Have you ever heard of Marti Gras, also called Fat Tuesday? Thought so. What about Blini Sunday?
Correct me if I’m wrong, but my impression is that for the world at large, Marti Gras is an excuse to party before the start of forty days of…well, the next forty days until Easter, which is in turn an excuse to eat chocolate.
If that’s the case, Marti Gras really doesn’t mean much of anything. But it was originally nicknamed “Fat Tuesday” — the day before Ash Wednesday — because it’s your last chance to stuff your face before, theoretically, fasting for forty days.
In the Russian Orthodox Church, Lent is a big deal. We take the fasting thing seriously.
Fasting? What sort of fasting? What do you mean? That totally depends, actually. Some Roman Catholic traditions dictate portion control. Others forbid eating meat, or eating meat on Fridays. Some involve “giving up” an item of your choice for the full forty days. Other people give up something for the forty days, except on Sundays, or holidays, or celebrations, or parties. But I digress.
According to the Orthodox church tradition, we abstain from…
Meat, including poultry, and any meat products such as lard and meat broth.
Fish (meaning fish with backbones; shellfish are permitted).
Eggs and dairy products (milk, butter, cheese, etc.)
Olive oil. A literal interpretation of the rule forbids only olive oil. Especially where olive oil is not a major part of the diet, the rule is sometimes taken to include all vegetable oils, as well as oil products such as margarine.
Wine and other alcoholic drink. In the Slavic tradition, beer is often permitted on fast days.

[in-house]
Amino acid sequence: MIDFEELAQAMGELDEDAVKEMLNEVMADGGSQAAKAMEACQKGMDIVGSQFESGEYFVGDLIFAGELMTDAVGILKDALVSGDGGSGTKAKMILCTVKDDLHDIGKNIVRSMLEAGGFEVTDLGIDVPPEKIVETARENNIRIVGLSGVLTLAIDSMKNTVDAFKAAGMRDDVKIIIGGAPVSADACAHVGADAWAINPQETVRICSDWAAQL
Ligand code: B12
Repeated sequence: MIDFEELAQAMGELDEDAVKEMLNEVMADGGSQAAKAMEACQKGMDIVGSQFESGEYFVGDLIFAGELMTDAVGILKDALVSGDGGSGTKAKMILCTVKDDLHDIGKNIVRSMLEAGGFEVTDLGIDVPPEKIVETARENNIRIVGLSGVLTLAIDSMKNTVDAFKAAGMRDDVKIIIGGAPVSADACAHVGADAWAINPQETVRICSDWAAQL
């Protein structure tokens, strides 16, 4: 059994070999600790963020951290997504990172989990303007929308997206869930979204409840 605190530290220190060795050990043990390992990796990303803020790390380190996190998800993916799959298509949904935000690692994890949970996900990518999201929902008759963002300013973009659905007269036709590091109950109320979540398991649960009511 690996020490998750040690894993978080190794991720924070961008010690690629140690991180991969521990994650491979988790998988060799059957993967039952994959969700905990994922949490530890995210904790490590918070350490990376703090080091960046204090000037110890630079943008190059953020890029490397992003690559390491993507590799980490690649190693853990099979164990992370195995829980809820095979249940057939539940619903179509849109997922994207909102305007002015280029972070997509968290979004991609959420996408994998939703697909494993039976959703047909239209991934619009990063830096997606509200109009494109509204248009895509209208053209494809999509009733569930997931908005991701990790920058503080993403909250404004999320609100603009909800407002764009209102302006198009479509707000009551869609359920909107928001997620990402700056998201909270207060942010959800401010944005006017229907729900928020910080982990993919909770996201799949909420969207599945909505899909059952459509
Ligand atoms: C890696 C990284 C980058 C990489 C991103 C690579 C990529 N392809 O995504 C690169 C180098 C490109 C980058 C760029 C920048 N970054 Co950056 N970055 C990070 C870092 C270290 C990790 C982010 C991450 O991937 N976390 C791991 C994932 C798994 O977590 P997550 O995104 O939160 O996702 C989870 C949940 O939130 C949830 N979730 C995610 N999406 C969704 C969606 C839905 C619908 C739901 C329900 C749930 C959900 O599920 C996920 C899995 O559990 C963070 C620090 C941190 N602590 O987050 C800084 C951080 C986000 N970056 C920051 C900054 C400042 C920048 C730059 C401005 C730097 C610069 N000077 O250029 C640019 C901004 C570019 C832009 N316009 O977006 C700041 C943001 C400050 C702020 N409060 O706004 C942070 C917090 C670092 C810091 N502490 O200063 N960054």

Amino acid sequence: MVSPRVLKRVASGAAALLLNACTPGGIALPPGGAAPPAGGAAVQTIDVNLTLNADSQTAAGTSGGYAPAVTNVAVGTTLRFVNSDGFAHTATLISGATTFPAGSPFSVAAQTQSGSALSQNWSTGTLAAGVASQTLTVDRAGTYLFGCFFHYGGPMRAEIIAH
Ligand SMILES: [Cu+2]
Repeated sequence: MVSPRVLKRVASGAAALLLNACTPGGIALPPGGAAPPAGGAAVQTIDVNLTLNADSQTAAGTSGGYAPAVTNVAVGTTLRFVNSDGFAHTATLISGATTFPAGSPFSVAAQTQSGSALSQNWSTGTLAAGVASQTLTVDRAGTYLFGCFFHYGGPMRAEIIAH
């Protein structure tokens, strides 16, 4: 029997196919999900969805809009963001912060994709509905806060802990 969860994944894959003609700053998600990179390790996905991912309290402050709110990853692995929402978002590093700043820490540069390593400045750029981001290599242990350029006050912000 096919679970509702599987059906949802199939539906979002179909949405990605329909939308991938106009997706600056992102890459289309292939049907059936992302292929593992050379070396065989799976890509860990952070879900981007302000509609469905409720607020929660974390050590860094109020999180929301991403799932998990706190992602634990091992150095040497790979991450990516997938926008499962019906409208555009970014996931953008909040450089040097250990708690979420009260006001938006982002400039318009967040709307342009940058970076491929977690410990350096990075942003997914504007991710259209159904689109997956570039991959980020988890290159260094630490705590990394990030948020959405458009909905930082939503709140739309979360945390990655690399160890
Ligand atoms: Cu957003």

So you could see why the day before Lent starts might lend itself to a bit of a binge. For us, Lent actually starts on a Monday, so instead of Fat Tuesday, it’s Blini Sunday.
Ah, blini…think blintz, or thick crepe. Specifically designed to use up all the dairy in the household before Lent, they’re chock full of milk butter and eggs and all things delicious. Almost as important as the blini themselves are the fixings. It took me a few years to realize that, though.
I was eight years old when I ate my first blini. We were celebrating trapeza after church and I was thrilled — we were having pancakes this weekend? Best lunch ever! I couldn’t wait to douse mine in butter and maple syrup. The priest, always one to dote on the kids, prepared a couple blini for me and set the plate down on front of me.
I wanted to burst into tears. Sour cream? Green onions? Hard-boiled eggs!? CAVIAR?! What was that stuff?
Whatever it was, it did not belong on my pancakes. I managed to choke down a bite, the priest beamed at me and went to serve the next person, and I immediately shoved the weird food onto my mom’s plate.
Since then, I’ve learned the error of my ways. Blini are fantastic, and they’re just not the same sweet. I always have a few with jam for dessert, but my favorite is the savory kind. I prefer smoked salmon to caviar — I know, weird, right, pancakes with fish?? — but besides that, I pile it all on.
Blini Sunday comes with the bittersweet knowledge that I’ll be basically vegan for the next couple months. Still, though, the yeasty smell of blini wafting through the church hall will always make my lips curve up into a smile and my mouth water in anticipation.
Writing 101, Day 10: Tell us about your favorite childhood meal — the one that was always a treat, that meant “celebration,” or that comforted you and has deep roots in your memory.
Today’s twist: Tell the story in your own distinct voice.